2020 gave us in the UK a snapshot of how irrelevant the two party political system finds us by observing how both the Republican and Democratic Party's took us for granted. African Americans put the Biden government in office, largely based on the optics of positioning Kamala Harris (whom African Americans had a low approval rating of when she ran for the premier position).



The trophy of Kamala means absolutely nothing to African American interests because she openly and wantonly stated that she wouldn't do anything specifically for Blacks. Counter to voting based on emotion Ice Cube, informed by Dr Boyce Watkins, Dr Claud Anderson and Sandy Darity (leading African/American economists) produced a non partisan framework for African American exclusive tangibles in the Contract with Black America.



The Contract with Black America is a living document that invites contributions from expertise from vast sections of the African American population to exhaust every aspect of population needs. This is the sort of organisation that leads to the very leverage that changes policy based on ethnic consensus. Measured and scientific study can't be argued with by government institutions, which is why we have a strategy to partner with a university in order to monitor the processes and record evidence of our census.


President elect Joe Biden meeting with and scolding African America civil rights leaders


After refusing to meet with Ice Cube and his socio economic team (until after the elections, which takes for granted that African/Americans should be quiet and just vote Democrat) Joe Biden and Vice President elect Kamala Harris met with African American civil rights leaders and informed them that there will be no exclusive African American initiatives by executive order in the first 100 days, which is all that was being discussed.



The exact same premonition that Ice Cube and team made in the face of a huge Black liberal backlash is exactly what happened and the more experienced of us knew based on historical reference was inevitable. Only by independently organising African American experts to work in sweat equity to produce self serving initiatives, statistics and contracts for and on behalf of the African American population.



The culmination of expertise creates an ethnic consensus that produces leverage. That leverage is utilised for and on behalf of the wider population to advance socio economic mobility. The only outcome we should intelligently be looking for as adults is the socio economic advancement from the position we're in to a better position and since we are collectively at the bottom of every measurable metric we should be able to establish a collective consensus.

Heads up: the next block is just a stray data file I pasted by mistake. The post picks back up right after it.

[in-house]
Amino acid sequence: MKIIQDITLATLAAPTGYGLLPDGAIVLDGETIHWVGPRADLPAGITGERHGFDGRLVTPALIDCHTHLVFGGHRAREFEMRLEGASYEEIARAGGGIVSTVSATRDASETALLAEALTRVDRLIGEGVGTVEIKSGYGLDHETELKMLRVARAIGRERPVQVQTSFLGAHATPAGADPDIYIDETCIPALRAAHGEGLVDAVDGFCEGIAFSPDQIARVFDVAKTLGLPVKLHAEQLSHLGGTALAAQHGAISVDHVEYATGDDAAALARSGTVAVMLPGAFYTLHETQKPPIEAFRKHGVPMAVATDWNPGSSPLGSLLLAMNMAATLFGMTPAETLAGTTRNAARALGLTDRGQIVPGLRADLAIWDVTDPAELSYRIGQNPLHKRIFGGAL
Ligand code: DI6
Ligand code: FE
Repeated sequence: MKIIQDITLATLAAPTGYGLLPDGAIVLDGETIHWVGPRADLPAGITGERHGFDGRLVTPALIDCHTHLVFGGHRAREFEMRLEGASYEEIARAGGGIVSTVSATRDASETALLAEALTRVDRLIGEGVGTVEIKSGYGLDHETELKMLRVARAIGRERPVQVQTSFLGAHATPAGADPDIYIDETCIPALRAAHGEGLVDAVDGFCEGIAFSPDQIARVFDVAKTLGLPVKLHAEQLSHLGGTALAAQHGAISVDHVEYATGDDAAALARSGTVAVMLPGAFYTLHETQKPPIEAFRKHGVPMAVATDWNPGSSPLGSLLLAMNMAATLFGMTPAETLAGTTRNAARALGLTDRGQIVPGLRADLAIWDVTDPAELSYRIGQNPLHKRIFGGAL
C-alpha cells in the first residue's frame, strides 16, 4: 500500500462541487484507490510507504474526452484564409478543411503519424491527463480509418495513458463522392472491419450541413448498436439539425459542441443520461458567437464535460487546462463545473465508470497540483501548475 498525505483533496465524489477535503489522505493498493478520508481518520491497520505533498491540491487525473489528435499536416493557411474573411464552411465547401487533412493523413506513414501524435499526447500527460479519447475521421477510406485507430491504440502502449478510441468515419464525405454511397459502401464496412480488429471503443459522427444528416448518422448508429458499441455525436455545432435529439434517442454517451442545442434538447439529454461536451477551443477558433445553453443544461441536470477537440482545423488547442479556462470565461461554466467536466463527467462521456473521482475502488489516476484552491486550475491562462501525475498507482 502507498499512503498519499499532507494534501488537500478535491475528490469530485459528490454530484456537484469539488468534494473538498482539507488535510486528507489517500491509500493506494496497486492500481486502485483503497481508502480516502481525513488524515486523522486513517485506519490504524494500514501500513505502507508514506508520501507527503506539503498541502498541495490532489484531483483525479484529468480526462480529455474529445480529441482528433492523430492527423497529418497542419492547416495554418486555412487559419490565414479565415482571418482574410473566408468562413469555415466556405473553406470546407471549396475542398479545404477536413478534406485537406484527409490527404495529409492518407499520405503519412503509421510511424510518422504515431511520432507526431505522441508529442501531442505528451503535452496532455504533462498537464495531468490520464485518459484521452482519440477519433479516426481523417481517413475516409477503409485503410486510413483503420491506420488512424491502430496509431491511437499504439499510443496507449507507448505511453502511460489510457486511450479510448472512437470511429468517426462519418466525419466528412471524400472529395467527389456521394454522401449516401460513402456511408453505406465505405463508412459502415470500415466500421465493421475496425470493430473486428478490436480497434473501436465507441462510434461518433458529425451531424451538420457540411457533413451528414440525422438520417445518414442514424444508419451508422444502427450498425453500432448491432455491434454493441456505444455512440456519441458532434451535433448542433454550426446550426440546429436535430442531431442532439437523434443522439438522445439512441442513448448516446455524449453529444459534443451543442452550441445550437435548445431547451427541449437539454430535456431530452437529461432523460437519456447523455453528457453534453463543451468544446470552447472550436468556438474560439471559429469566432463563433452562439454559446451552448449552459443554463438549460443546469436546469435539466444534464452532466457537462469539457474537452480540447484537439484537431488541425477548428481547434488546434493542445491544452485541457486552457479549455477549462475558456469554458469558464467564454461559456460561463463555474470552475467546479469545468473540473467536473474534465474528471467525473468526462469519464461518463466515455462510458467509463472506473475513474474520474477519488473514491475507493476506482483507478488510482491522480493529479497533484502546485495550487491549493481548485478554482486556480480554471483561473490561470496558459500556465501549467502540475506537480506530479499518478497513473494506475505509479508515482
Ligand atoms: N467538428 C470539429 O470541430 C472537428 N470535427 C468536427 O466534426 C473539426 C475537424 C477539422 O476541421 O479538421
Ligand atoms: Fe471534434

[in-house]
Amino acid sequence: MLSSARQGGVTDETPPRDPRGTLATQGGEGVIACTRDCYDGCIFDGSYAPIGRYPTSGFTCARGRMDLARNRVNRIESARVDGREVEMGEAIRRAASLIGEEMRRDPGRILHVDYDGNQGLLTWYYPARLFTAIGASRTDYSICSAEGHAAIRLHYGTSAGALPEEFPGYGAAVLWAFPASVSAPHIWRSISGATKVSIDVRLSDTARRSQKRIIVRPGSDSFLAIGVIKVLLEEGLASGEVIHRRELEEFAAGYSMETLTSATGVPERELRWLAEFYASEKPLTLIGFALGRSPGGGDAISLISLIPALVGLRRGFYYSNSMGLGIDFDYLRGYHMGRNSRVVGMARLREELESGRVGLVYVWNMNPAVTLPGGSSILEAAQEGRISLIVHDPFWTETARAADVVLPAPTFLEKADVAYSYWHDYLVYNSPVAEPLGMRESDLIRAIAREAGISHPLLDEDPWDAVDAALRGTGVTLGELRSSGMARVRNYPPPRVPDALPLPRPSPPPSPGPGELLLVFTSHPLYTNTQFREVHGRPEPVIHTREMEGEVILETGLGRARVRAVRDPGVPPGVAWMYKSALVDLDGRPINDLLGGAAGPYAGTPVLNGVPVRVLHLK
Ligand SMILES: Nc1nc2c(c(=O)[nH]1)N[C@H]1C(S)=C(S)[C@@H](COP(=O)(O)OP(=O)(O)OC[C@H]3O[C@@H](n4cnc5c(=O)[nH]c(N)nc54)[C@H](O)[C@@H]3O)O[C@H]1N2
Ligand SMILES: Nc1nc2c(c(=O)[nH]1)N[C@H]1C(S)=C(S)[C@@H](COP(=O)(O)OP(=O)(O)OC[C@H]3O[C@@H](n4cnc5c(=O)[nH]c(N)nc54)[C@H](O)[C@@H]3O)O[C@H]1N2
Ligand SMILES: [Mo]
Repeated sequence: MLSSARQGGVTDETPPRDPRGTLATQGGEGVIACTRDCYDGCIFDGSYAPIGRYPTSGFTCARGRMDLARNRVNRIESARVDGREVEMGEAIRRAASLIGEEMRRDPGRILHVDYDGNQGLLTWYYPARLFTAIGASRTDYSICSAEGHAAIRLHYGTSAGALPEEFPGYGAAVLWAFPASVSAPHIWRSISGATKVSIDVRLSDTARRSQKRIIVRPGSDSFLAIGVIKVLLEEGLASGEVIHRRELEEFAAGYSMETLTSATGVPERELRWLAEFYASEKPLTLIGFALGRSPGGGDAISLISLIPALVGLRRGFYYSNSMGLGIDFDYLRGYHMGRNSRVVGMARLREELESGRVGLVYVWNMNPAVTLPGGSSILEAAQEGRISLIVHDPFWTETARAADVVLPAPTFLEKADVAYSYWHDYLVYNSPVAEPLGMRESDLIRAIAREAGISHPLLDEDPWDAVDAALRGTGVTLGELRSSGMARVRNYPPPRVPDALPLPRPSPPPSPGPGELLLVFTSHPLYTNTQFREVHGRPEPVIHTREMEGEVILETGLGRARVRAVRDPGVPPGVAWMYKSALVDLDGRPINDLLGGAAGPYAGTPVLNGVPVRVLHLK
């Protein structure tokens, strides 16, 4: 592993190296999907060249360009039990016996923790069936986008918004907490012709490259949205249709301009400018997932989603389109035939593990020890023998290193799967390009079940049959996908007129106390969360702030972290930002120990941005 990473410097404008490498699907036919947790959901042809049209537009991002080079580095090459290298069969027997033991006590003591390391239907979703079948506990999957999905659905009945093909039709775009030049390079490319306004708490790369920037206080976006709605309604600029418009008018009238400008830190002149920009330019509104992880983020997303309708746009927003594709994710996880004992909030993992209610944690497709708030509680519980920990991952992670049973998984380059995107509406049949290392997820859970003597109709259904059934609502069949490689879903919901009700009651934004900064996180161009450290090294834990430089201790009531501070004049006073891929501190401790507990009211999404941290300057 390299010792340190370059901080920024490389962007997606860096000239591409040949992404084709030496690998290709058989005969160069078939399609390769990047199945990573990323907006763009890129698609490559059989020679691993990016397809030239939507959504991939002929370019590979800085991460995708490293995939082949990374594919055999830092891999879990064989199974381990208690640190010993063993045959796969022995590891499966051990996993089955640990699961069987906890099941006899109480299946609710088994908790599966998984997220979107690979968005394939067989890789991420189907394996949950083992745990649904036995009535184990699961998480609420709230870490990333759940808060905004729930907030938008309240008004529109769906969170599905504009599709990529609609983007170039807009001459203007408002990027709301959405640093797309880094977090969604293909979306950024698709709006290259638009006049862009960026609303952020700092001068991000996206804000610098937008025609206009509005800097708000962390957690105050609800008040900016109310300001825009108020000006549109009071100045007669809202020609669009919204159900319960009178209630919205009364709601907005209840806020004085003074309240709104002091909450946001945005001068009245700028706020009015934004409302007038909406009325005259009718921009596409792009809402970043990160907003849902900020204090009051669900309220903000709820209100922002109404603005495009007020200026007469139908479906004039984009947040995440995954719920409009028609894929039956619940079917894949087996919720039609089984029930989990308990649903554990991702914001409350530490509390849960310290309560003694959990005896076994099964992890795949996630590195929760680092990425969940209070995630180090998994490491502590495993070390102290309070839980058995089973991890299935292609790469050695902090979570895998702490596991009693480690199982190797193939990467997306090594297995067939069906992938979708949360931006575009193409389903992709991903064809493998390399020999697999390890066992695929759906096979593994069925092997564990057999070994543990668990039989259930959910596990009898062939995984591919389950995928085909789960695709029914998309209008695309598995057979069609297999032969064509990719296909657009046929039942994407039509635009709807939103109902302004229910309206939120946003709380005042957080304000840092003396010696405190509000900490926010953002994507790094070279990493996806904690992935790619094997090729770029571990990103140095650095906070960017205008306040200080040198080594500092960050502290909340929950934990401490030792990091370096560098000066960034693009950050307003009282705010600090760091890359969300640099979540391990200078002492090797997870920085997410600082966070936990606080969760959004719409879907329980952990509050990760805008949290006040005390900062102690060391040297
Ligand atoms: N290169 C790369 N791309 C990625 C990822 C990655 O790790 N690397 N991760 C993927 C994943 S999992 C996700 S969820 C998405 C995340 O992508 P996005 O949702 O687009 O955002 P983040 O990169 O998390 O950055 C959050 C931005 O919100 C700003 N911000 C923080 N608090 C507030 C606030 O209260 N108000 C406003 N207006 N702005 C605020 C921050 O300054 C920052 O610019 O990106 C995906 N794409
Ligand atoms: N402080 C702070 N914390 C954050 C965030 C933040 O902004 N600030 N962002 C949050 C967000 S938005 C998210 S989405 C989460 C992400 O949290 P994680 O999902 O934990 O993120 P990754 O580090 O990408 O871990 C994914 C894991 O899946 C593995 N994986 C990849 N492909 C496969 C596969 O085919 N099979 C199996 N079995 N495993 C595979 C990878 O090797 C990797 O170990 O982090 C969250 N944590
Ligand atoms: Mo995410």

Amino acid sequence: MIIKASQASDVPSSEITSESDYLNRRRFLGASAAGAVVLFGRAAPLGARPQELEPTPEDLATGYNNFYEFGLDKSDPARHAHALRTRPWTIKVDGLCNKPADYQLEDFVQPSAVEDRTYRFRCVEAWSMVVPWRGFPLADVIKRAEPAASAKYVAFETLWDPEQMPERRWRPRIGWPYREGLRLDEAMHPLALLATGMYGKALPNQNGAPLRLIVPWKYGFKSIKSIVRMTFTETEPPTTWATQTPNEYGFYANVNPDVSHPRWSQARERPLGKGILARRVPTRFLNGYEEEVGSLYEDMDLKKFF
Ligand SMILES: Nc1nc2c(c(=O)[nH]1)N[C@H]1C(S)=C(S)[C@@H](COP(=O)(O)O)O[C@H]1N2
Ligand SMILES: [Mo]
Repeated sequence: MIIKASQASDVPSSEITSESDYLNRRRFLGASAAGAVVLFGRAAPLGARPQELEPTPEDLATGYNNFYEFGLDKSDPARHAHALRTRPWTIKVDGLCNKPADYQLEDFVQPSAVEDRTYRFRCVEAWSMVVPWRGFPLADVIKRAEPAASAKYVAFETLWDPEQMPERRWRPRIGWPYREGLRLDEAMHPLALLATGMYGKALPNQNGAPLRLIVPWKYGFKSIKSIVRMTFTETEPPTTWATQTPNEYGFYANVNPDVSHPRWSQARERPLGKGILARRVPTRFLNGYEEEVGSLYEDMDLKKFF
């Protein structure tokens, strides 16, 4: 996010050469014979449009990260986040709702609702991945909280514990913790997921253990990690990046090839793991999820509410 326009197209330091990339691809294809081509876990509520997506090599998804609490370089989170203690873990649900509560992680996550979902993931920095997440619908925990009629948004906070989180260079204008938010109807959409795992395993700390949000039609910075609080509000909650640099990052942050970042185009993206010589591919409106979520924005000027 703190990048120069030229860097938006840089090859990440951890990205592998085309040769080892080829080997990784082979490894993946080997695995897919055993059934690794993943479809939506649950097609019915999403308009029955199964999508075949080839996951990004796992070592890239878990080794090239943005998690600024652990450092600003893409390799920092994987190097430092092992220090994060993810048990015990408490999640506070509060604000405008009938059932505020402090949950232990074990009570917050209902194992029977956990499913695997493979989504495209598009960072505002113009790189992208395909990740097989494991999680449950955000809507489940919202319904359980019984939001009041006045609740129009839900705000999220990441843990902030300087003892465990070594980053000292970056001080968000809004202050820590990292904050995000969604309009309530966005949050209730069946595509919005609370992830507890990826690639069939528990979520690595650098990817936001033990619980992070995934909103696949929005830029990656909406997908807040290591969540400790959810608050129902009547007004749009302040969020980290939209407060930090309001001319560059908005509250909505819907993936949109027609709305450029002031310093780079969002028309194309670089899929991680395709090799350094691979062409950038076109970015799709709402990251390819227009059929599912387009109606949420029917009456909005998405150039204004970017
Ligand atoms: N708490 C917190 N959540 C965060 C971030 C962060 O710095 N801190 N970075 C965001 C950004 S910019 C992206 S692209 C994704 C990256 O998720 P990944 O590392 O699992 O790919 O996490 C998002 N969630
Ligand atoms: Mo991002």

UK Census 2021


What is the purpose of ADPAC holding a national African/Carbbean census?

Through 3 years of consultation, initially around African/Caribbean election influence by ward and block voting to empower the African/Caribbean population ADPAC has collated hundreds of hours of public contribution that has lead us to this point.


· Accurate African/Caribbean voter population by ward

· Accurate African/Caribbean contribution to the UK GDP

· Accurate breakdown of population by industry

· Accurate median family income


What this accurate data enables the African/Caribbean community to do is utilise our leverage politically by sharing our eligible voter population by ward to affect how candidates deal with us. It also enables our political action committees to nurture block voting based on African/Caribbean interests to establish greater collective socio economic mobility.



In understanding the African/Caribbean contribution to the GDP it enables us to influence business behaviour, legislation, our relationship with banking, education and many other areas. This is a very similar approach to the breakdown by industry, which will enable us to focus on sector incomes and close the ethnic pay gaps.










LOWER BANNER 1.jpg
  • Black YouTube Icon
  • Black Facebook Icon
  • Black Twitter Icon

©2020 African Diaspora Public Affairs Committee (ADPAC)